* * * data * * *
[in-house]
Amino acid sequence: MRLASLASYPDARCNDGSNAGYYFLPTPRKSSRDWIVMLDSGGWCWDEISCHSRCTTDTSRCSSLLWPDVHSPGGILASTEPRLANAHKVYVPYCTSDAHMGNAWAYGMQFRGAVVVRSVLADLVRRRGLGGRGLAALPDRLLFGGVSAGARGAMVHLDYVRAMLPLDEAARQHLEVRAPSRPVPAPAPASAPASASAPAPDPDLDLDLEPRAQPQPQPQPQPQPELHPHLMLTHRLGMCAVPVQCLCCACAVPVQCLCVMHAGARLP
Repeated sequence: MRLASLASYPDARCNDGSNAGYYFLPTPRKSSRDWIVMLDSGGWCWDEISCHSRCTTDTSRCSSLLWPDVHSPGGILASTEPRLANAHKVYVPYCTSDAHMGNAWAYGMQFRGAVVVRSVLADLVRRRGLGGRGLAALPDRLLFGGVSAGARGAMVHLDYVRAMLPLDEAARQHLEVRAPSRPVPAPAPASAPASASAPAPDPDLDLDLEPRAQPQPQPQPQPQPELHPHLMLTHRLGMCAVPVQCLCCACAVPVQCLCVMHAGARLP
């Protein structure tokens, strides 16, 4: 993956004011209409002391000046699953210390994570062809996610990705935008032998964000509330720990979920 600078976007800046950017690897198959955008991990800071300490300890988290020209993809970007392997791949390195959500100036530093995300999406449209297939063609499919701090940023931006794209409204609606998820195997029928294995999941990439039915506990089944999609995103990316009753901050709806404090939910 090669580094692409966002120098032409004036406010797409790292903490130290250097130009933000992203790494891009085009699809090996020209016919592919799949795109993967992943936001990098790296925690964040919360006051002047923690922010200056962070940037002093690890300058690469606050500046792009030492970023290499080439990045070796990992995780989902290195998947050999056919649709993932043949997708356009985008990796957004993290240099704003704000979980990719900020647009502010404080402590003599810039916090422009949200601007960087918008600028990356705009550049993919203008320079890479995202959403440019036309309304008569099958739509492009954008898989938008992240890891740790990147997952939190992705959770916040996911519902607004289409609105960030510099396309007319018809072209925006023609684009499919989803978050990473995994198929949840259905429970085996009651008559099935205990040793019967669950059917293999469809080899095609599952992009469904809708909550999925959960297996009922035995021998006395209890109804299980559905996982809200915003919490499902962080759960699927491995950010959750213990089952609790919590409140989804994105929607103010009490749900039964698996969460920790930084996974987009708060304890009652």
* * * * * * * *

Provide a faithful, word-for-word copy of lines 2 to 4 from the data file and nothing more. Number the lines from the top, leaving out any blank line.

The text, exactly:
Amino acid sequence: MRLASLASYPDARCNDGSNAGYYFLPTPRKSSRDWIVMLDSGGWCWDEISCHSRCTTDTSRCSSLLWPDVHSPGGILASTEPRLANAHKVYVPYCTSDAHMGNAWAYGMQFRGAVVVRSVLADLVRRRGLGGRGLAALPDRLLFGGVSAGARGAMVHLDYVRAMLPLDEAARQHLEVRAPSRPVPAPAPASAPASASAPAPDPDLDLDLEPRAQPQPQPQPQPQPELHPHLMLTHRLGMCAVPVQCLCCACAVPVQCLCVMHAGARLP
Repeated sequence: MRLASLASYPDARCNDGSNAGYYFLPTPRKSSRDWIVMLDSGGWCWDEISCHSRCTTDTSRCSSLLWPDVHSPGGILASTEPRLANAHKVYVPYCTSDAHMGNAWAYGMQFRGAVVVRSVLADLVRRRGLGGRGLAALPDRLLFGGVSAGARGAMVHLDYVRAMLPLDEAARQHLEVRAPSRPVPAPAPASAPASASAPAPDPDLDLDLEPRAQPQPQPQPQPQPELHPHLMLTHRLGMCAVPVQCLCCACAVPVQCLCVMHAGARLP
């Protein structure tokens, strides 16, 4: 993956004011209409002391000046699953210390994570062809996610990705935008032998964000509330720990979920 600078976007800046950017690897198959955008991990800071300490300890988290020209993809970007392997791949390195959500100036530093995300999406449209297939063609499919701090940023931006794209409204609606998820195997029928294995999941990439039915506990089944999609995103990316009753901050709806404090939910 090669580094692409966002120098032409004036406010797409790292903490130290250097130009933000992203790494891009085009699809090996020209016919592919799949795109993967992943936001990098790296925690964040919360006051002047923690922010200056962070940037002093690890300058690469606050500046792009030492970023290499080439990045070796990992995780989902290195998947050999056919649709993932043949997708356009985008990796957004993290240099704003704000979980990719900020647009502010404080402590003599810039916090422009949200601007960087918008600028990356705009550049993919203008320079890479995202959403440019036309309304008569099958739509492009954008898989938008992240890891740790990147997952939190992705959770916040996911519902607004289409609105960030510099396309007319018809072209925006023609684009499919989803978050990473995994198929949840259905429970085996009651008559099935205990040793019967669950059917293999469809080899095609599952992009469904809708909550999925959960297996009922035995021998006395209890109804299980559905996982809200915003919490499902962080759960699927491995950010959750213990089952609790919590409140989804994105929607103010009490749900039964698996969460920790930084996974987009708060304890009652």